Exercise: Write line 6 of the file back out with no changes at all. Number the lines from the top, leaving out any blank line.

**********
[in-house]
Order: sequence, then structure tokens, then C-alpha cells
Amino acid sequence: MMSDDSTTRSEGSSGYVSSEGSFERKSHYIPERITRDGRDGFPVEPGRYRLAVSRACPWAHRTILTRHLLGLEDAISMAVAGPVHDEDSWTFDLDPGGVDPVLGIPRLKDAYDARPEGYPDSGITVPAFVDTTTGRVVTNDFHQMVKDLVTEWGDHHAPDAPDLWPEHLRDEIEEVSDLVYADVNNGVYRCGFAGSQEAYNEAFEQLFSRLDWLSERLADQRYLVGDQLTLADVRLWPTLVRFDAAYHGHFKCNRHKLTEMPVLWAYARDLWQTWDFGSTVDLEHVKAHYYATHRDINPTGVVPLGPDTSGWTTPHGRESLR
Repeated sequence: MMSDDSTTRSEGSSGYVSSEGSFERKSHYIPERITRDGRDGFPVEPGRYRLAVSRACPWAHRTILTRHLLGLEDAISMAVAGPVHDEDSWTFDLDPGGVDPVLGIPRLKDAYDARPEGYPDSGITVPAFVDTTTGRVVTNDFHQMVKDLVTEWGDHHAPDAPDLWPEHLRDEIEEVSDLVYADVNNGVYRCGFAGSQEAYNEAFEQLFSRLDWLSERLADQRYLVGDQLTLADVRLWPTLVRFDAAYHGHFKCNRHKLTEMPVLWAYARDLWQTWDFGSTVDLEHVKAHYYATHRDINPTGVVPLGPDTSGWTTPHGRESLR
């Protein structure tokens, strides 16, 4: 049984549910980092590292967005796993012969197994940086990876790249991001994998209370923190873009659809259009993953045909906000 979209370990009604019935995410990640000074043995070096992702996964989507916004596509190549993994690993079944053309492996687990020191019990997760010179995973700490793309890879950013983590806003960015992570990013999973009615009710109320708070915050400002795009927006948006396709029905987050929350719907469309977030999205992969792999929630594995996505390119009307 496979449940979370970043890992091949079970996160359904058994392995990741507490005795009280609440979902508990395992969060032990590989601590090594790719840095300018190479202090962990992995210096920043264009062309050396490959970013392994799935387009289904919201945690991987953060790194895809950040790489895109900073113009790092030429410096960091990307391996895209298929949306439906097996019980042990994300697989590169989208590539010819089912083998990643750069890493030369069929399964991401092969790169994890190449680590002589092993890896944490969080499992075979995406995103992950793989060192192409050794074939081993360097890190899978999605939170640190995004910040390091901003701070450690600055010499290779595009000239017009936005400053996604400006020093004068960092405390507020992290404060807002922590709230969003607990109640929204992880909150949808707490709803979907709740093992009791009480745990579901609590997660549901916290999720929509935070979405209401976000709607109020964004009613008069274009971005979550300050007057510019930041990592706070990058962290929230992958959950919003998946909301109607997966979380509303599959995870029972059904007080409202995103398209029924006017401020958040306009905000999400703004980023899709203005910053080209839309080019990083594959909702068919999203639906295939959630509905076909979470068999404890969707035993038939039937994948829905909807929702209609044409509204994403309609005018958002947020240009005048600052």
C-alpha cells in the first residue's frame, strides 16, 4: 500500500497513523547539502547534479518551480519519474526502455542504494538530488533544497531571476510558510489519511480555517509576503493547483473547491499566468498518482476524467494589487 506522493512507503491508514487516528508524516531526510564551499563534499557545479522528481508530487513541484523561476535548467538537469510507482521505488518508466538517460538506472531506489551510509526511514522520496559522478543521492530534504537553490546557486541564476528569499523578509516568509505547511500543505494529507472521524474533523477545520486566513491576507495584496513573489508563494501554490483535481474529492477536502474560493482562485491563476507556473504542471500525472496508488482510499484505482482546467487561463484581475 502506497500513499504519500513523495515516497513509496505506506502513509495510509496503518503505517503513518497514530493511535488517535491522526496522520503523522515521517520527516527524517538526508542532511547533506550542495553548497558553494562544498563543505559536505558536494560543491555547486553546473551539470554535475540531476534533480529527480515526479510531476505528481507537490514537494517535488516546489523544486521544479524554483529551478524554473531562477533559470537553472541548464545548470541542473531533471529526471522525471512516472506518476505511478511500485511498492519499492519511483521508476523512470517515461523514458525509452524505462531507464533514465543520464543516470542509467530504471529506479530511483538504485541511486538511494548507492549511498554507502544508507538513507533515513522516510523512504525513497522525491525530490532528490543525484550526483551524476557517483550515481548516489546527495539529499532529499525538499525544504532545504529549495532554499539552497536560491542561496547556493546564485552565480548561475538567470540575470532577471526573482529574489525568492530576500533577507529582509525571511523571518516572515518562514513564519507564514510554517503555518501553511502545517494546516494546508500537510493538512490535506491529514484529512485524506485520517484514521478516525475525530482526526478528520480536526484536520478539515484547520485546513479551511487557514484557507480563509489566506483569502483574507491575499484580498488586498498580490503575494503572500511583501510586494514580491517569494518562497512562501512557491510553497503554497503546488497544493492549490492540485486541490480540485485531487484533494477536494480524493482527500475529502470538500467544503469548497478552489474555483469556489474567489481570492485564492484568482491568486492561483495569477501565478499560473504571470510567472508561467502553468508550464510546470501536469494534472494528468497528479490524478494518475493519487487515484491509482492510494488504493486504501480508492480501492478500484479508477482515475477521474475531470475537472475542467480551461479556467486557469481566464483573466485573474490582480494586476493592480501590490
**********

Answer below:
C-alpha cells in the first residue's frame, strides 16, 4: 500500500497513523547539502547534479518551480519519474526502455542504494538530488533544497531571476510558510489519511480555517509576503493547483473547491499566468498518482476524467494589487 506522493512507503491508514487516528508524516531526510564551499563534499557545479522528481508530487513541484523561476535548467538537469510507482521505488518508466538517460538506472531506489551510509526511514522520496559522478543521492530534504537553490546557486541564476528569499523578509516568509505547511500543505494529507472521524474533523477545520486566513491576507495584496513573489508563494501554490483535481474529492477536502474560493482562485491563476507556473504542471500525472496508488482510499484505482482546467487561463484581475 502506497500513499504519500513523495515516497513509496505506506502513509495510509496503518503505517503513518497514530493511535488517535491522526496522520503523522515521517520527516527524517538526508542532511547533506550542495553548497558553494562544498563543505559536505558536494560543491555547486553546473551539470554535475540531476534533480529527480515526479510531476505528481507537490514537494517535488516546489523544486521544479524554483529551478524554473531562477533559470537553472541548464545548470541542473531533471529526471522525471512516472506518476505511478511500485511498492519499492519511483521508476523512470517515461523514458525509452524505462531507464533514465543520464543516470542509467530504471529506479530511483538504485541511486538511494548507492549511498554507502544508507538513507533515513522516510523512504525513497522525491525530490532528490543525484550526483551524476557517483550515481548516489546527495539529499532529499525538499525544504532545504529549495532554499539552497536560491542561496547556493546564485552565480548561475538567470540575470532577471526573482529574489525568492530576500533577507529582509525571511523571518516572515518562514513564519507564514510554517503555518501553511502545517494546516494546508500537510493538512490535506491529514484529512485524506485520517484514521478516525475525530482526526478528520480536526484536520478539515484547520485546513479551511487557514484557507480563509489566506483569502483574507491575499484580498488586498498580490503575494503572500511583501510586494514580491517569494518562497512562501512557491510553497503554497503546488497544493492549490492540485486541490480540485485531487484533494477536494480524493482527500475529502470538500467544503469548497478552489474555483469556489474567489481570492485564492484568482491568486492561483495569477501565478499560473504571470510567472508561467502553468508550464510546470501536469494534472494528468497528479490524478494518475493519487487515484491509482492510494488504493486504501480508492480501492478500484479508477482515475477521474475531470475537472475542467480551461479556467486557469481566464483573466485573474490582480494586476493592480501590490